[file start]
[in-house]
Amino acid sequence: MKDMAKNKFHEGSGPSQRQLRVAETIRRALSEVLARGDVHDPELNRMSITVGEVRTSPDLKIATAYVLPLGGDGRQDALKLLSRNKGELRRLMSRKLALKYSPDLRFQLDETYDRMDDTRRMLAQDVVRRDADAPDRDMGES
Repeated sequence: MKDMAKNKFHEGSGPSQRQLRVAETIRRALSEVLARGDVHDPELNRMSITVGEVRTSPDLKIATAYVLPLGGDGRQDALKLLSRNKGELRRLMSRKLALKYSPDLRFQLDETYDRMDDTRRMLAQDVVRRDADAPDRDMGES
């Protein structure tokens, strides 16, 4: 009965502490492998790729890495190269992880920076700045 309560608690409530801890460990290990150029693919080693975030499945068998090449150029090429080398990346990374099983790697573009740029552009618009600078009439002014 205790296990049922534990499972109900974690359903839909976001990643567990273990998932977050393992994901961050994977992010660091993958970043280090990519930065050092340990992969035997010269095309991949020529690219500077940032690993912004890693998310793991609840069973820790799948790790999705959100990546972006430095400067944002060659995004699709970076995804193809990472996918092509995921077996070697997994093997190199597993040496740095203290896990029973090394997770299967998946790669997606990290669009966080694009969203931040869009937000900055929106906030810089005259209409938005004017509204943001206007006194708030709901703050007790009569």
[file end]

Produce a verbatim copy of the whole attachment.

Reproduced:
[in-house]
Amino acid sequence: MKDMAKNKFHEGSGPSQRQLRVAETIRRALSEVLARGDVHDPELNRMSITVGEVRTSPDLKIATAYVLPLGGDGRQDALKLLSRNKGELRRLMSRKLALKYSPDLRFQLDETYDRMDDTRRMLAQDVVRRDADAPDRDMGES
Repeated sequence: MKDMAKNKFHEGSGPSQRQLRVAETIRRALSEVLARGDVHDPELNRMSITVGEVRTSPDLKIATAYVLPLGGDGRQDALKLLSRNKGELRRLMSRKLALKYSPDLRFQLDETYDRMDDTRRMLAQDVVRRDADAPDRDMGES
């Protein structure tokens, strides 16, 4: 009965502490492998790729890495190269992880920076700045 309560608690409530801890460990290990150029693919080693975030499945068998090449150029090429080398990346990374099983790697573009740029552009618009600078009439002014 205790296990049922534990499972109900974690359903839909976001990643567990273990998932977050393992994901961050994977992010660091993958970043280090990519930065050092340990992969035997010269095309991949020529690219500077940032690993912004890693998310793991609840069973820790799948790790999705959100990546972006430095400067944002060659995004699709970076995804193809990472996918092509995921077996070697997994093997190199597993040496740095203290896990029973090394997770299967998946790669997606990290669009966080694009969203931040869009937000900055929106906030810089005259209409938005004017509204943001206007006194708030709901703050007790009569």